Weekly Roundup(09/Oct-13/Oct)

This is round up of the news happened this week.

Seagate has revealed a new hard disk drive that can hold a massive 12TB, so if you’re looking for a huge storage option, this is probably it.

https://www.theverge.com/circuitbreaker/2017/10/9/16446344/seagate-barracuda-12tb-hdd-specs-release-date-price

Origin Wireless, found a way to make use of WiFi signals bouncing around a room to detect even the slightest movement — down to something as subtle as a person’s breathing rate.

https://www.engadget.com/2017/10/09/origin-wireless-motion-detection-breathing-rate-sensor/

This little in-browser experiment from Google named Teachable Machine. It’s a perfect two-minute summary of what a lot of modern AI can — and more importantly can’t — do.

https://www.theverge.com/tldr/2017/10/9/16447006/google-teachable-machine-learning-ai-experiment

Researchers from MIT’s CSAIL have gone one step further: they’re using footage from an ordinary smartphone to “see” around corners by spotting subtle changes in light and shadow.

https://www.theverge.com/2017/10/9/16447510/see-round-corners-smartphone-mit-csail-research

Microsoft apparently had chance to beat everyone to the punch 3 years ago… and whiffed it.

https://www.engadget.com/2017/10/09/microsoft-canceled-all-screen-windows-phone-in-2014/

Twitter confirmed it’s planning to launch a bookmarking feature to save tweets for later reading. The addition will help users keep a separate list of items they want to refer back to, instead of using the heart (aka “favorite”) button, which can indicate more of a “like” – similar to the “thumbs up” button on Facebook.

https://techcrunch.com/2017/10/09/twitter-will-launch-a-bookmarking-tool-in-the-near-future/?ncid=rss

Salesforce announced a new IoT initiative called IoT Explorer Edition designed to help customers make sense of IoT data and put it to work.

https://techcrunch.com/2017/10/10/salesforce-takes-another-shot-at-iot/?ncid=rss

Wired : Google Mini Review – 7/10: A solid accessory, but not the centerpiece of your smarter home.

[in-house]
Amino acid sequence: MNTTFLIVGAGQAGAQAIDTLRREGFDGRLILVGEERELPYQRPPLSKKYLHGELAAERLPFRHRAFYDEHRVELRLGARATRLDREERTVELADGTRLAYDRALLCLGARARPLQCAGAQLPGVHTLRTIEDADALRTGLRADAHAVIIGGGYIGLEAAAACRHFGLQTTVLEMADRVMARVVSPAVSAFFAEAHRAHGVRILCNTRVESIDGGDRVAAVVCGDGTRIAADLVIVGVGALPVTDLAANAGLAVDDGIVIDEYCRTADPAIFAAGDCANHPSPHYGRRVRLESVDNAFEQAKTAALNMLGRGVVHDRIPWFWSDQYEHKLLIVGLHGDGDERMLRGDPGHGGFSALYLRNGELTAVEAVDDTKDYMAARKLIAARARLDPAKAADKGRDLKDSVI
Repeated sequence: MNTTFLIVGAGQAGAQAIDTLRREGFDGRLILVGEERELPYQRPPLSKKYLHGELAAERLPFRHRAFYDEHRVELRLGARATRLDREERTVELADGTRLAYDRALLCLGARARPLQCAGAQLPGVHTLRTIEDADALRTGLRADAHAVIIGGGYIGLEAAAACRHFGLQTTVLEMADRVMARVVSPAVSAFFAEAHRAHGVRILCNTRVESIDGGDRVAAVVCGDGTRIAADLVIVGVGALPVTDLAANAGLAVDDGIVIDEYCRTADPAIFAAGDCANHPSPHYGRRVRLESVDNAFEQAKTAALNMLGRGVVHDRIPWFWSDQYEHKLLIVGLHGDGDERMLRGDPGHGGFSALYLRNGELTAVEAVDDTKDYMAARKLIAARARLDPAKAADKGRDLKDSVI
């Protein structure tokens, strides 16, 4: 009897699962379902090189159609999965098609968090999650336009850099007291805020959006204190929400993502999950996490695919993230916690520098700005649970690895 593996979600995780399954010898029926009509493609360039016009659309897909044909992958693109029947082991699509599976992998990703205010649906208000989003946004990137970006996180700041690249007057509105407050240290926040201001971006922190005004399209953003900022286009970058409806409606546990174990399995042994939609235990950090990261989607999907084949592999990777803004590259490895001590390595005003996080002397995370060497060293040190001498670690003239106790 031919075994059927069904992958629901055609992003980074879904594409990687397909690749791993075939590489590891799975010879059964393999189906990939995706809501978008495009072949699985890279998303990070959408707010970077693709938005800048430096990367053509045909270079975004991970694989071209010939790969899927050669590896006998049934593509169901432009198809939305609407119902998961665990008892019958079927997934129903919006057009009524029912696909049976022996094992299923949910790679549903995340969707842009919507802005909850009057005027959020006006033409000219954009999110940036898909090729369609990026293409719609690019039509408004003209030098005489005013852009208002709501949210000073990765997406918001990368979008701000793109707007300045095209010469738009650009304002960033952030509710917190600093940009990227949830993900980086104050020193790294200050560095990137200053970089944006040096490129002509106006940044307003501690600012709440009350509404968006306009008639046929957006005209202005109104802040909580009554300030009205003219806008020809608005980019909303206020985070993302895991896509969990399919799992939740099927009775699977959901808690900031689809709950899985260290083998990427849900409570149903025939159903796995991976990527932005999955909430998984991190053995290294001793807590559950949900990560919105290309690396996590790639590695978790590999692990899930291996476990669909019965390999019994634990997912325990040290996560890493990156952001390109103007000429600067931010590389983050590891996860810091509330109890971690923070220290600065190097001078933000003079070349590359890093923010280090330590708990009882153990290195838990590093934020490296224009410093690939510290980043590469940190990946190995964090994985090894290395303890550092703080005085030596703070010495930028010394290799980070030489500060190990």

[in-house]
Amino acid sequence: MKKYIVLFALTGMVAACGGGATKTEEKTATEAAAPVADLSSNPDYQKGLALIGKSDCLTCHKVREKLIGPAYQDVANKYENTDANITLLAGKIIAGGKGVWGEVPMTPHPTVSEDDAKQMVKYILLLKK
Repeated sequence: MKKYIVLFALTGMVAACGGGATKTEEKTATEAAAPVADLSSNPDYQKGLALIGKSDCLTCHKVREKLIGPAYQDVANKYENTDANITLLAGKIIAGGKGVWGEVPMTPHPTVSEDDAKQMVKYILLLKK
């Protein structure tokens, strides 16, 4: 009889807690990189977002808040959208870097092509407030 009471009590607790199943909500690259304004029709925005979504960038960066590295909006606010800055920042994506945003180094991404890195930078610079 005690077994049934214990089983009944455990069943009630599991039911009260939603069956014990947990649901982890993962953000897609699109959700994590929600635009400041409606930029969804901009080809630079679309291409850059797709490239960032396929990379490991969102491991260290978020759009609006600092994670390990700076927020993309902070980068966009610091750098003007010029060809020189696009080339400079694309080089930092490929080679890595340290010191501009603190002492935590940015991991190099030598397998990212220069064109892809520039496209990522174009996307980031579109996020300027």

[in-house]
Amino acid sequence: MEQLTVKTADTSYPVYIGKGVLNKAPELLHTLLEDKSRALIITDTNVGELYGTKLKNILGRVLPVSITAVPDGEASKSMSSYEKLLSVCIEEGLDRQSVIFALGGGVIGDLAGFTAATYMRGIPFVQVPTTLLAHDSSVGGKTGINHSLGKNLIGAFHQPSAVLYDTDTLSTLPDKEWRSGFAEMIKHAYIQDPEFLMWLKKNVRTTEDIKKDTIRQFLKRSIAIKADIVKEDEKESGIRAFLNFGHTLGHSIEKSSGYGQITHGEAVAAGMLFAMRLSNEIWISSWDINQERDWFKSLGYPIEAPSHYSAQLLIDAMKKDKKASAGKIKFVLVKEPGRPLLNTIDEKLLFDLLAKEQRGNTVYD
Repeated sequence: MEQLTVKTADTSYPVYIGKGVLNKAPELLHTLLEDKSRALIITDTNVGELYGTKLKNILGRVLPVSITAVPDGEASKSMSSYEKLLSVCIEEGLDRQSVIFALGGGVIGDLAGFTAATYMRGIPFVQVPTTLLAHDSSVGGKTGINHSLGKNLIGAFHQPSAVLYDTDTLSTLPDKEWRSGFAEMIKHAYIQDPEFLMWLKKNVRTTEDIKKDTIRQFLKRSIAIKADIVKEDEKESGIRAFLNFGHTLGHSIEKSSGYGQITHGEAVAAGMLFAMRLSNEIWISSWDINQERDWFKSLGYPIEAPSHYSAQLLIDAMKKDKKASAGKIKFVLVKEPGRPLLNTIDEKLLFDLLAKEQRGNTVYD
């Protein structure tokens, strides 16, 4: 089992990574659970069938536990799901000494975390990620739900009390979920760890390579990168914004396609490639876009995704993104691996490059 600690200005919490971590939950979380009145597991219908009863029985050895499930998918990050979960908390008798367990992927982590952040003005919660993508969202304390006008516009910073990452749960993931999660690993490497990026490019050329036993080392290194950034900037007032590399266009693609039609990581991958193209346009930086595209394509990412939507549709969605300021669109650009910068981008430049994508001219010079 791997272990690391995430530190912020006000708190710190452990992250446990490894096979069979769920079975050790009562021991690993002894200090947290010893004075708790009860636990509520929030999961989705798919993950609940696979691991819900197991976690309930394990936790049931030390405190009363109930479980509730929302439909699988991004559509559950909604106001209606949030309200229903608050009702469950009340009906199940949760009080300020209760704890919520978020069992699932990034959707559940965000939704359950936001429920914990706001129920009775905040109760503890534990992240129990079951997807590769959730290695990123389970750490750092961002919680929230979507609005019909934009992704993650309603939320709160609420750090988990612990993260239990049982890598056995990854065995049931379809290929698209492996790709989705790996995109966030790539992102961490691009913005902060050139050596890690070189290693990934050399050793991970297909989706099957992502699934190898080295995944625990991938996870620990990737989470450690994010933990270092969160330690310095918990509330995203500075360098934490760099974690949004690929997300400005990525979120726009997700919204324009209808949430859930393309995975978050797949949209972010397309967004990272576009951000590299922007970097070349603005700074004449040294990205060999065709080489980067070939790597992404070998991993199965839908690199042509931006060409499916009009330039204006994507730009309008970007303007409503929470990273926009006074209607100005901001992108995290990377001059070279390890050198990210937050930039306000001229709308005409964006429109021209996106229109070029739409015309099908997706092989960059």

https://www.wired.com/2017/10/review-google-home-mini

Intel announced the delivery of a 17-qubit superconducting test chip for quantum computing to QuTech, Intel’s quantum research partner in the Netherlands. The new chip was fabricated by Intel and features a unique design to achieve improved yield and performance. 

https://newsroom.intel.com/news/intel-delivers-17-qubit-superconducting-chip-advanced-packaging-qutech/

Oculus wants to help companies like Walmart and Deloitte build VR experiences for their clients and customers. So today it launched “Oculus for Business,” which lets companies buy $900 Oculus Rift bundles in bulk with enterprise-grade warranties, a full VR commercial license and access to dedicated customer support. 

https://techcrunch.com/2017/10/11/oculus-for-business/?ncid=rss

GitHub is launching the “dependency graph,” which gives developers an easy way to see all the other packages and applications their own code uses (this currently only works for Ruby and JavaScript, though, with support for Python coming soon). With this in place, the team can then also track these dependencies against the standard vulnerability databases and notify developers if any of their dependencies are vulnerable. 

https://techcrunch.com/2017/10/11/github-will-soon-warn-developers-of-insecure-dependencies-adds-news-feed-team-chat-and-more/?ncid=rss

Google is rolling out simpler video calling on mobile for Android users. Those wanting to make a video call will be able do so straight from the Phone, Contacts, and Android Messages apps. 

https://www.theverge.com/2017/10/12/16463616/google-video-calling-android

CF Local allows developers to run a local version of Cloud Foundry on their laptop — with the help of Docker containers — to allow them to iterate faster without having to push updates to the cloud.

https://techcrunch.com/2017/10/12/new-cloud-foundry-project-helps-its-developers-run-their-cloud-apps-on-their-laptops/?ncid=rss

Google announced plans to give away $1 billion.The money will go to projects that offer training and career coaching to people short on skills for a rapidly digitizing economy where businesses and their workers need fluency in coding, mobile apps, and social media to compete.

https://www.wired.com/story/google-offers-help-to-industries-it-helps-to-destroy